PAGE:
Ferguson ready to shine

Ferguson ready to shine

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Ferguson ready to shine

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The start of high school football practice was drawing near when Solon coach Kevin Miller received a text from one of his key players.

Senior two-way lineman Dalton Ferguson had a message for him.

“Before we even came out to the field for our first practice he texted me and he just said, ‘I’m ready to take it to the next level,’ ” Miller said of the 6-foot-4, 305-pound Ferguson. ” ‘I’m ready to be a dominant type of player.’

“And thus far he’s shown glimpses of that. But we’re working for consistency. There are times when he does phenomenal things, and that’s why I know he’s a Division I football player. I’ve coached some Division I football players, and I think he’s got some of those intangibles that you just can’t coach.”

Ferguson has started for Solon since he was a sophomore, earning all-district accolades last season. One of his goals, besides trying to help lead the Spartans to the Class 3A state title this season, is to earn a college scholarship in either football or track, where he excels in the shot put and discus.

Ferguson has heard mostly from Division III schools at this point for football, but he attended camps at Iowa and Iowa State this summer and now both schools are staying in touch with him.

“They both told me that they really like me,” Ferguson said. “They like my feet and my athleticism.”

So does Miller.

“Obviously, he’s a big kid who possesses great athleticism,” Miller said. “He has quick feet and he bends well and he’s strong. He’s just an athlete playing tackle.”

Miller thinks the only thing Ferguson doesn’t have at this point is a consistent motor and a mean streak that would allow him to dominate his competition.

“He’s getting there,” Miller said. “He’s such a nice kid. He is a tremendous young man. And we’re just trying to kind of get him to play at the level that we know he’s capable of.

“But he has shown glimpses that he has it in him. And he understands that’s something he needs to develop, that consistent motor.”

Ferguson isn’t bashful about his feelings for the Iowa Hawkeyes. He admires what Kirk Ferentz has done as coach and won’t let last season’s 4-8 record dampen his opinion.

“Every time I hear that ‘Back in Black’ (song before games) and I see the semi-truck coming in at the Hawkeye games and watching them smash the other team, I just get all pumped up,” Ferguson said.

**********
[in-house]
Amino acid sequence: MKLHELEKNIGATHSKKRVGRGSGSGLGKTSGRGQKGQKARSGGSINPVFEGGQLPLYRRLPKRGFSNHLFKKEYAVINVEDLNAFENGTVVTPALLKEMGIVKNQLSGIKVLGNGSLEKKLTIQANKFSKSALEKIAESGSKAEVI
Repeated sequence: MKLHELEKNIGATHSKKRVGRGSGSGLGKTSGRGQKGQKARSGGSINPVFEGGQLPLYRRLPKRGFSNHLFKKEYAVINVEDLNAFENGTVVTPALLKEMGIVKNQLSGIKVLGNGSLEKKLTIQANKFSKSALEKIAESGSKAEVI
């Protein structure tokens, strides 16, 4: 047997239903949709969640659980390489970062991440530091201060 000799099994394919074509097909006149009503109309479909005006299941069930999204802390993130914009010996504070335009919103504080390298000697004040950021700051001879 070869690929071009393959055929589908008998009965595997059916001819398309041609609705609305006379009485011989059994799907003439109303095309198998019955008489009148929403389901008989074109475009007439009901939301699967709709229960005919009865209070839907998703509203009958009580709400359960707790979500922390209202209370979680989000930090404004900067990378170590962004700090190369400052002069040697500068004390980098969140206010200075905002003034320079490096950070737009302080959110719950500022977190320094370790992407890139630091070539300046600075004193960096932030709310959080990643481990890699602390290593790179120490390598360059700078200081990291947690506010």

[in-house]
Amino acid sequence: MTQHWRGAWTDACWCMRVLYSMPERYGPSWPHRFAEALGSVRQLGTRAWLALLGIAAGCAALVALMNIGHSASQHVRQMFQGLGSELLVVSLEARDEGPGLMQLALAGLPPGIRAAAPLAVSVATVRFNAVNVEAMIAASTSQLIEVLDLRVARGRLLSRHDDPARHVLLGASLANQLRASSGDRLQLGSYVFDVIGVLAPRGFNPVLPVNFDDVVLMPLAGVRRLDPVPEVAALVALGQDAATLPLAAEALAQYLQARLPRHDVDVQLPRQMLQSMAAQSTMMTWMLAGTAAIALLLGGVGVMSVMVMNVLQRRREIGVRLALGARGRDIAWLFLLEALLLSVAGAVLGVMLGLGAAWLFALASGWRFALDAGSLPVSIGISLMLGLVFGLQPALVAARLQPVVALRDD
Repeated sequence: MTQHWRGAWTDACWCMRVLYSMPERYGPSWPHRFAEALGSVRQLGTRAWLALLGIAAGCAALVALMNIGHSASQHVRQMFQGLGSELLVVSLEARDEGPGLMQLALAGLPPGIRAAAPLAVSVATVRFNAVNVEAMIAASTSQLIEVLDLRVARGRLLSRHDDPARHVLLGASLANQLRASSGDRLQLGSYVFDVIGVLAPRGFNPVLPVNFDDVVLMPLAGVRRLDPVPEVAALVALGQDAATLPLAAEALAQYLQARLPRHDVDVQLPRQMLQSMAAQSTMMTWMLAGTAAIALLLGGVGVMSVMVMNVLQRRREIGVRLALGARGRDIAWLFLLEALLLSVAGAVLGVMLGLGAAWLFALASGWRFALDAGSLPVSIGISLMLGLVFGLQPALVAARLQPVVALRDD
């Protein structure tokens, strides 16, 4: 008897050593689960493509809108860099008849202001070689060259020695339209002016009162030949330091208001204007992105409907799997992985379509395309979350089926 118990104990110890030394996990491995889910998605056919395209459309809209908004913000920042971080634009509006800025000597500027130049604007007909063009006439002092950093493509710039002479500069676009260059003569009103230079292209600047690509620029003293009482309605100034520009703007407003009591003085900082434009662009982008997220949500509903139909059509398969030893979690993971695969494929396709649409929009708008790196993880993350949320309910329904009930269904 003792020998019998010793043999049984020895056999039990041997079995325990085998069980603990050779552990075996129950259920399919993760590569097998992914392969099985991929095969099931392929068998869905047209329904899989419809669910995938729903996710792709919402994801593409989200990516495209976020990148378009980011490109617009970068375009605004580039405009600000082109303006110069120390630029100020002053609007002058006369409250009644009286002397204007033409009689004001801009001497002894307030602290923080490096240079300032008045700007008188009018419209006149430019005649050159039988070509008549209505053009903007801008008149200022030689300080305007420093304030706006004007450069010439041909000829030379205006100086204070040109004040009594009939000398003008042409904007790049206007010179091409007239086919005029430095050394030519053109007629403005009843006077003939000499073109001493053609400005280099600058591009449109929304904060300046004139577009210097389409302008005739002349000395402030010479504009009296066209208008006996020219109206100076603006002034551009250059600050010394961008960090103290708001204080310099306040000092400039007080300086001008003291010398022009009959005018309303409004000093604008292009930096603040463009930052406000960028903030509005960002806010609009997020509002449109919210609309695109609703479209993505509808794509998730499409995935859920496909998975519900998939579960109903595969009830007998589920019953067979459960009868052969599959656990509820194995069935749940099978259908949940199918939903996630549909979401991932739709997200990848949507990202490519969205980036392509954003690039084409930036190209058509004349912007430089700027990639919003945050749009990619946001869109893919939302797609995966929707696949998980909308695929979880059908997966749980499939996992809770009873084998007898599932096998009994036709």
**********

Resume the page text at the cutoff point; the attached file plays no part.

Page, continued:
Ferguson starts at right tackle on offense and at defensive tackle for the Spartans, who return more than 20 seniors from a team that finished 8-3 last season.

He prefers offense, partly because he feels more comfortable trying to execute a designed play. But mostly, he just likes battling in the trenches.

“I just like the contact and getting all banged up and getting those scars,” Ferguson said, “I like offense better because I know where I’m going. I know what I have to do. Defense is more like read and react. I’m getting there. But it’s a work in progress.”

Helping with that process is former Hawkeye and recently retired NFL defensive end Aaron Kampman, who joined the Solon coaching staff this summer.

“It’s crazy,” Ferguson said of working with Kampman on a regular basis. “He just talks to you. He’s like, ‘Hey, how are you doing?’ Just normal stuff.

“He just tells me to ice and make sure I heal my body and stuff.”

Ferguson also tries to model himself after current Iowa linebacker and former Spartan James Morris, who led Solon to 41 consecutive victories and to three consecutive Class 2A state titles from 2007-09.

“He means everything,” Ferguson said of Morris, who rushed for more than 6,646 yards in high school. “Coach always (refers) to him every single day and talks about how he did the little things right and worked his butt off and he just made the team better.”

In addition to becoming a more consistent player, Ferguson also wants to be a better leader as a senior.

“It’s definitely different because I’m used to looking up to people, but now people are looking up to me,” Ferguson said. “So I have to make sure I’m doing every single thing right, being a good role model and all that, and making sure people fit it in.”

Playing football is sort of a family affair for Ferguson with his father, Mike Ferguson, a member of the Solon coaching staff. Mike graduated from Cedar Rapids Washington in 1983 and also played football in high school, although not at the level his son has reached.

“You always hope your kids are better than you and he’s definitely gotten there,” Mike Ferguson said.

Mike shares Miller’s opinion that his son has what it takes to play major college football.

“I think he’s got a shot,” Mike Ferguson said. “He’s got the frame for it. He’s got the foot work. I think with him, it’s just deciding to keep that nasty switch on all the time when he’s on the field.”

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